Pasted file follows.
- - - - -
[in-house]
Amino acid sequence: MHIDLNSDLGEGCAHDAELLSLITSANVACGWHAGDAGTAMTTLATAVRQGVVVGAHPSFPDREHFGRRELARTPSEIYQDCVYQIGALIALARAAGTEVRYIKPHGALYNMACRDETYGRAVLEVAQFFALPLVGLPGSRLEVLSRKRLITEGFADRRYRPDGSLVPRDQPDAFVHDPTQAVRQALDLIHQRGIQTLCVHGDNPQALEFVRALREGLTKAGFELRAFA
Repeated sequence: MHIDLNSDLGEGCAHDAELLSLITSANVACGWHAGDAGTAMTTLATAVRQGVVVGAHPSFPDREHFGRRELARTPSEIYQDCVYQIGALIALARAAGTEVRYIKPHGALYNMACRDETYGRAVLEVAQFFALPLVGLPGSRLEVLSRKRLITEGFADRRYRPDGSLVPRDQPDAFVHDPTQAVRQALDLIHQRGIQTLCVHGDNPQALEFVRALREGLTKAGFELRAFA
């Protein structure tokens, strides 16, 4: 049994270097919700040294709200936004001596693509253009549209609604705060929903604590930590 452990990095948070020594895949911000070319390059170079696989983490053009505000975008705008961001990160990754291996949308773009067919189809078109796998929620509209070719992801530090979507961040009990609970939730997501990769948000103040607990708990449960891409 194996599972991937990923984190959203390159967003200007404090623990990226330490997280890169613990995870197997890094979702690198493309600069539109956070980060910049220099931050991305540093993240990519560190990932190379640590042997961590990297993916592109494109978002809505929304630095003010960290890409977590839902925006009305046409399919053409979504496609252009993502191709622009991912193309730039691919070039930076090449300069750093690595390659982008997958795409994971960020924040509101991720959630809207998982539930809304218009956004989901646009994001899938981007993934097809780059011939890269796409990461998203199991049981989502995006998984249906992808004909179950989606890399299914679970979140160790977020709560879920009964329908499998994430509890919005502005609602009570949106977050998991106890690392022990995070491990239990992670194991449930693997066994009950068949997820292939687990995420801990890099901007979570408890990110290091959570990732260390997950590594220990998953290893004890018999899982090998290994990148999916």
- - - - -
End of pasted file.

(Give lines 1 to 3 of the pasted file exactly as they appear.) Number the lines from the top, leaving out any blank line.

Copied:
[in-house]
Amino acid sequence: MHIDLNSDLGEGCAHDAELLSLITSANVACGWHAGDAGTAMTTLATAVRQGVVVGAHPSFPDREHFGRRELARTPSEIYQDCVYQIGALIALARAAGTEVRYIKPHGALYNMACRDETYGRAVLEVAQFFALPLVGLPGSRLEVLSRKRLITEGFADRRYRPDGSLVPRDQPDAFVHDPTQAVRQALDLIHQRGIQTLCVHGDNPQALEFVRALREGLTKAGFELRAFA
Repeated sequence: MHIDLNSDLGEGCAHDAELLSLITSANVACGWHAGDAGTAMTTLATAVRQGVVVGAHPSFPDREHFGRRELARTPSEIYQDCVYQIGALIALARAAGTEVRYIKPHGALYNMACRDETYGRAVLEVAQFFALPLVGLPGSRLEVLSRKRLITEGFADRRYRPDGSLVPRDQPDAFVHDPTQAVRQALDLIHQRGIQTLCVHGDNPQALEFVRALREGLTKAGFELRAFA